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Analysis of lung cancer measures of the National Cancer Network pilot study in Poland for potential improvement in the quality of advanced-stage lung cancer therapy
BMC Cancer volume 21, Article number: 1252 (2021)
This study aimed to present the performance of the National Cancer Network’s (NCN) pilot program in the Lower Silesian Voivodeship (southwestern province of Poland with a population of 2,9 million in 2019), to analyse measures describing lung cancer patients and to determine whether those measures can be used to improve the treatment outcomes of stage III and IV patients with lung cancer in Poland.
Three measures of the NCN pilot programme were analysed: “Percentage of patients with genetic and molecular testing for predictive factors”, “Assessment of the completeness of a pathological examination”, and “Percentage of stage III and IV cancer patients”. As many as 2,218 patients with ICD-10-CM Diagnosis Code C34 were included in the NCN pilot program from 1 to 2019 to 31 December 2020, in the Lower Silesian Voivodeship. The scores of each measure were calculated quarterly by the Regional Coordinating Centre, Wroclaw Comprehensive Cancer Center, Wroclaw, Poland.
Genetic and molecular testing among stage III and IV patients was performed in only 40% and 60% of patients, respectively. The incompleteness of histopathological examinations did not exceed 0.5%. Stage III and stage IV patients accounted for 37% and 35% of the analysed patients, respectively.
The NCN pilot program measures presented in this study appear to be highly sensitive, simple, and transparent tools to monitor the quality of lung cancer diagnosis and assess clinical staging in patients within a specific region.
An increase in the proportion of stage III and IV patients who will undergo genetic and molecular testing in the era of modern drug therapies should result in improved treatment outcomes in this patient group. In the present analysis, the values of the main analysed measure, which evaluates the number of genetic and molecular tests for predictive factors for lung cancer, were subject to significant fluctuations during the pilot project. Both upwards and downwards trends were observed. Further analysis in the future is warranted to eliminate the unfavourable factors influencing the obtained values of the measure.
Cancer is currently the largest organisational and economic challenge facing the health care system in Poland in the third decade of the 21st century.
Demographic data show a progressive change in the Polish population structure, with an increasing proportion of persons aged older than 60 years. The proportion of the elderly population is predicted to reach 40% by 2050 .
The abovementioned trend coincides with an observed increase in the incidence of malignant neoplasms. By 2040, according to WHO data, the incidence of malignant neoplasms in Poland is expected to increase by 20%. In the over-60 age group, it may even exceed 30% .
Currently, lung cancer is the most frequently diagnosed malignant neoplasm in Poland. It accounts for more than 15% of all oncologic diagnoses and causes nearly one-quarter of all deaths from malignant neoplasms. A steady increase in new cases is predicted over the next decades (by 2040) . Given the abovementioned data, lung cancer was included in a pilot project of the Polish National Oncology Network (Krajowa Sieć Onkologiczna – KSO). Under the 2018 Regulation of the Ministry of Health, Holy Cross Voivodeships (southeastern province of Poland with a population of 1,2 million in 2019) and Lower Silesian Voivodeships (southwestern province of Poland with a population of 2,9 million in 2019) were included in the project. The pilot study covered lung, breast, colorectal, prostate and ovarian malignancies. The main objective of the project was to analyse the activities enabling comprehensive and coordinated cancer care in selected voivodeships.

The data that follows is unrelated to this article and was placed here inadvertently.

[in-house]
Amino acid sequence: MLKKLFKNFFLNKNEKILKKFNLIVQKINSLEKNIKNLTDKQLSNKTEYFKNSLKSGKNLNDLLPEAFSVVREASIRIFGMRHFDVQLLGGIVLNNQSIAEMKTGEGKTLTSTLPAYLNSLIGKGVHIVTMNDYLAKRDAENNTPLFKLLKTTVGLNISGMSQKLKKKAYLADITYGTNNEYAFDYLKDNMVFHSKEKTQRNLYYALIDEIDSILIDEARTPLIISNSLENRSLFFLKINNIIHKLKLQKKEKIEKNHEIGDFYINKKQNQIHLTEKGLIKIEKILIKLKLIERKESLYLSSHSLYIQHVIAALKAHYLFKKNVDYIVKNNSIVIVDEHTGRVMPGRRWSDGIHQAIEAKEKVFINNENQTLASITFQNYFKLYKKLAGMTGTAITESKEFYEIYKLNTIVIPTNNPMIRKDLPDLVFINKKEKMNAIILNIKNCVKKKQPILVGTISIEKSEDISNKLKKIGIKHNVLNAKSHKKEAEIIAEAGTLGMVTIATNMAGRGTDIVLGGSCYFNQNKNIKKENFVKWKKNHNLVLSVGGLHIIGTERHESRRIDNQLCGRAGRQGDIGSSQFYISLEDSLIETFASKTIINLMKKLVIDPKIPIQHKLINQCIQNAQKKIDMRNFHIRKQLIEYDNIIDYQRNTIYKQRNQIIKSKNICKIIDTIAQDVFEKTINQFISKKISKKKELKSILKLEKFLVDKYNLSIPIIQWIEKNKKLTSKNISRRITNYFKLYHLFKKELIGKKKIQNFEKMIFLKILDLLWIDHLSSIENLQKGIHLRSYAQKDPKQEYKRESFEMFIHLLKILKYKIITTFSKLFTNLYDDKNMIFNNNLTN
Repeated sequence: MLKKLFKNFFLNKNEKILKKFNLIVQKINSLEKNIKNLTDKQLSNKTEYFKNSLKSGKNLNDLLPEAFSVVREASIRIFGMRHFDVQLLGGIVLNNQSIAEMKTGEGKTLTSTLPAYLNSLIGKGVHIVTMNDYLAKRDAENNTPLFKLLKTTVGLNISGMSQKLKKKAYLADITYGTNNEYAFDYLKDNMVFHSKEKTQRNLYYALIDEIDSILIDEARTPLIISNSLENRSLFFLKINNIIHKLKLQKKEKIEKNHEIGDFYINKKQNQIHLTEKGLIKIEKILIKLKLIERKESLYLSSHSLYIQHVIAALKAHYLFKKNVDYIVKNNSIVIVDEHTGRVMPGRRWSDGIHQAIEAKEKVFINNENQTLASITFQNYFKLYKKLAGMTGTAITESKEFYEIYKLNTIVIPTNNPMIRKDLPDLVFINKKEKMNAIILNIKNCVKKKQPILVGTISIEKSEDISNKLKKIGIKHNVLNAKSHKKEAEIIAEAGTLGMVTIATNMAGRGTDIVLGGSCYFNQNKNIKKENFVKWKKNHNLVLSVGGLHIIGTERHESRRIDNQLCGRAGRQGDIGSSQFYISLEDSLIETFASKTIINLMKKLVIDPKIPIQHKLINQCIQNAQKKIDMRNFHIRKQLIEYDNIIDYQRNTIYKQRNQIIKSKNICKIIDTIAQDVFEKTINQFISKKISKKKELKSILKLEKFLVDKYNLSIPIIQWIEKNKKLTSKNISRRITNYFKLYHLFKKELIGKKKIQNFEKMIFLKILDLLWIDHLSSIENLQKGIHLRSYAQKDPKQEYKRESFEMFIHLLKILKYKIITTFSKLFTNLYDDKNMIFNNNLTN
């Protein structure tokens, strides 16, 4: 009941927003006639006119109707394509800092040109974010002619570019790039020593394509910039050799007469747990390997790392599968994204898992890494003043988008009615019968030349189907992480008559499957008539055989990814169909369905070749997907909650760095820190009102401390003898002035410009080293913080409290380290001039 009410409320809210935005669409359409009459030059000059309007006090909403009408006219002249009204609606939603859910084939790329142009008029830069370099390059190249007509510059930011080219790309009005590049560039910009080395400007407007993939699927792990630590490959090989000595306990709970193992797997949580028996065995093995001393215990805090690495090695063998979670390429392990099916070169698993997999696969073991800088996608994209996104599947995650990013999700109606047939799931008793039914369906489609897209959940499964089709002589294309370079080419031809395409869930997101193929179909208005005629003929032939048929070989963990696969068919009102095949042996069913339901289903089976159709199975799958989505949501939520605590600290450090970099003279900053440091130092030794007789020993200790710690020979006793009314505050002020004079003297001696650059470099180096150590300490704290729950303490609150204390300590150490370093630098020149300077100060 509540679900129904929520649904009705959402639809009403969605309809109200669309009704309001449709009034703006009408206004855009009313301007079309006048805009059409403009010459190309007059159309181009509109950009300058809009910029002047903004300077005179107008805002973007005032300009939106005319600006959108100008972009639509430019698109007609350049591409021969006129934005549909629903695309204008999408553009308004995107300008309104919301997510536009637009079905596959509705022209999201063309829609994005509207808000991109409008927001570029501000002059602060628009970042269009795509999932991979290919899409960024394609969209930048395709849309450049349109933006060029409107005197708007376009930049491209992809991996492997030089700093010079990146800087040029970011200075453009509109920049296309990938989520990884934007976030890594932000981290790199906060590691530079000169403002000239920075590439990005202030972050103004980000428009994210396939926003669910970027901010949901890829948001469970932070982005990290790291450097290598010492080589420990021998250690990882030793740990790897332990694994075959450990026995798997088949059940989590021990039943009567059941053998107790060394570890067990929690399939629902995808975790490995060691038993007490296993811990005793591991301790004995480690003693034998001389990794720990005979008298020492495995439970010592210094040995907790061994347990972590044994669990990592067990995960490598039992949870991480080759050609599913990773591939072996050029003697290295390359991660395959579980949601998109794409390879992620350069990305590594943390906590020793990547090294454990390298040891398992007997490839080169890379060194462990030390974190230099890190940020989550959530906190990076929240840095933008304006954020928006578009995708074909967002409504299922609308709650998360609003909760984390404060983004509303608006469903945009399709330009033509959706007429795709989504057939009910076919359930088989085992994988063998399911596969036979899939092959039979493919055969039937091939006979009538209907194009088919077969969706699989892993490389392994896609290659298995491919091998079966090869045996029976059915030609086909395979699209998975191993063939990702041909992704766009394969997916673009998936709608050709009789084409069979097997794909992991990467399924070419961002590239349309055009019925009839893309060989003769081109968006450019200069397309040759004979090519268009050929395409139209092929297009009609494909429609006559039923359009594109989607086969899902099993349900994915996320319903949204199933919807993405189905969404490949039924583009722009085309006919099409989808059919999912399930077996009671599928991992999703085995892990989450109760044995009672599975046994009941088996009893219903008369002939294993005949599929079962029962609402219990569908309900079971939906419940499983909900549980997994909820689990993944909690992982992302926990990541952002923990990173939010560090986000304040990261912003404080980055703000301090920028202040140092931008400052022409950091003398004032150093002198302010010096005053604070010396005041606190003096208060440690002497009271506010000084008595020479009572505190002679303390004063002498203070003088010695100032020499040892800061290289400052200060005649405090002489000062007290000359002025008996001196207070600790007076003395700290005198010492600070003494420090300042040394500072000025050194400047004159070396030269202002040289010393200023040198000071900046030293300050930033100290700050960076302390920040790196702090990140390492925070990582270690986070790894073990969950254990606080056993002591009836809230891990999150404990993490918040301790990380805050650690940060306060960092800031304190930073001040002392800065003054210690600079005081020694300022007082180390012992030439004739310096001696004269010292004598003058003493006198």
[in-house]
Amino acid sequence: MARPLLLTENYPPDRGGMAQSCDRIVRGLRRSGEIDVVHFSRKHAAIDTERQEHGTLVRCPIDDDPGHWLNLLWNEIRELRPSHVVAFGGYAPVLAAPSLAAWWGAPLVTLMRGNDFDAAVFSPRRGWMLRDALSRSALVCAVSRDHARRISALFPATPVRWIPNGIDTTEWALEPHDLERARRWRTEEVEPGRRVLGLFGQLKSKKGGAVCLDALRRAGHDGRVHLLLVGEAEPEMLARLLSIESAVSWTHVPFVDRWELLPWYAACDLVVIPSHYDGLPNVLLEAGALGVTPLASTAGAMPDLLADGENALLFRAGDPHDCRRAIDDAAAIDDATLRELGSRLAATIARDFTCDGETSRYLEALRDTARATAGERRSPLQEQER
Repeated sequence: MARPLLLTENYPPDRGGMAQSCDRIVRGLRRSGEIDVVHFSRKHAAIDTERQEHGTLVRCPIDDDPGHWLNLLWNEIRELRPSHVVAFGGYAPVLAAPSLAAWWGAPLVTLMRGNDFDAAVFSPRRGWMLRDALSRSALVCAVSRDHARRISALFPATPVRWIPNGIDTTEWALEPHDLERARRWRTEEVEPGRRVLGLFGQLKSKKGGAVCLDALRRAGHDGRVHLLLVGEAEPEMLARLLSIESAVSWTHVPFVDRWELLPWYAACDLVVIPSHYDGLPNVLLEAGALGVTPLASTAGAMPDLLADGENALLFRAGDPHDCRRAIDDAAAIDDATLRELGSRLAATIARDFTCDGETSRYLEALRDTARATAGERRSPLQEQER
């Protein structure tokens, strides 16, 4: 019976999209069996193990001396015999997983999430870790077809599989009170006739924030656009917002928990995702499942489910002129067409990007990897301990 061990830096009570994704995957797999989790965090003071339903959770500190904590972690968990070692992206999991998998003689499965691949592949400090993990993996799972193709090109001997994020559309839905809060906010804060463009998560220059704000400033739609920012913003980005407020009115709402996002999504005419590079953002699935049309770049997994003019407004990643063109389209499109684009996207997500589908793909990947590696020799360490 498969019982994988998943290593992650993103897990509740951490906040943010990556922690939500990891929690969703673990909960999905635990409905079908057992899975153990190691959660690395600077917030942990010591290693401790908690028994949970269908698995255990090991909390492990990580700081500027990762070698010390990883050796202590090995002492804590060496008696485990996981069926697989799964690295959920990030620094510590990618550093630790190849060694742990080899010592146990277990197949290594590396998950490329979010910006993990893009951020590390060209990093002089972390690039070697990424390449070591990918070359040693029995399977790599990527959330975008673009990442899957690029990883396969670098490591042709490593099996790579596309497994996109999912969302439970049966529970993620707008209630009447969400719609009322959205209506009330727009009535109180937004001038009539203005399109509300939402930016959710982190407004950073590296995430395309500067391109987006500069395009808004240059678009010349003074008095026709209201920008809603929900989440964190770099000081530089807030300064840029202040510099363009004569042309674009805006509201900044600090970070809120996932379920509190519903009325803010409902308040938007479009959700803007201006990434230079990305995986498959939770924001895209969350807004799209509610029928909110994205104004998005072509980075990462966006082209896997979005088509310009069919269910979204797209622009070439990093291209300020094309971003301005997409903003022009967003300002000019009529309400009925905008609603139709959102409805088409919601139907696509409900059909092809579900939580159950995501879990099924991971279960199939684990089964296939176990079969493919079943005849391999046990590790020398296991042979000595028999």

The study aimed to present the results of the KSO pilot study in the Lower Silesian Voivodeship in terms of completeness and quality of pathomorphological and molecular diagnostics of lung cancer. Particular emphasis was placed on molecular and genetic predictive factors for that type of cancer—activating mutations in the EGFR gene, ALK and/or ROS1 gene rearrangement and evaluation of PD-L1 expression. These criteria were considered essential for lung cancer and were selected after analysing the causes of suboptimal lung cancer treatment results and correspond to recent lung cancer treatment guidelines [3,4,5].
The improvement in these indicators, under the supervision of the KSOs, should automatically contribute to improving the quality of treatment and positively influencing treatment results.
Materials and methods
The KSO pilot study was presented at the end of 2018 under the Regulation of the Ministry of Health on the pilot program for patient care within the cancer network .
The network should be considered an organisational structure in the voivodeship, which includes the Regional Coordinating Centre (RCC) and Level I and II centres included in the pilot study. The criteria for inclusion of a centre in the pilot study as part of the network are based on quality and organisational factors, including the minimal number of cancer treatment procedures, chemotherapy and radiotherapy services performed annually. The highest values in providing specific cancer treatment services constitute a major criterion that determines the RCC allocation.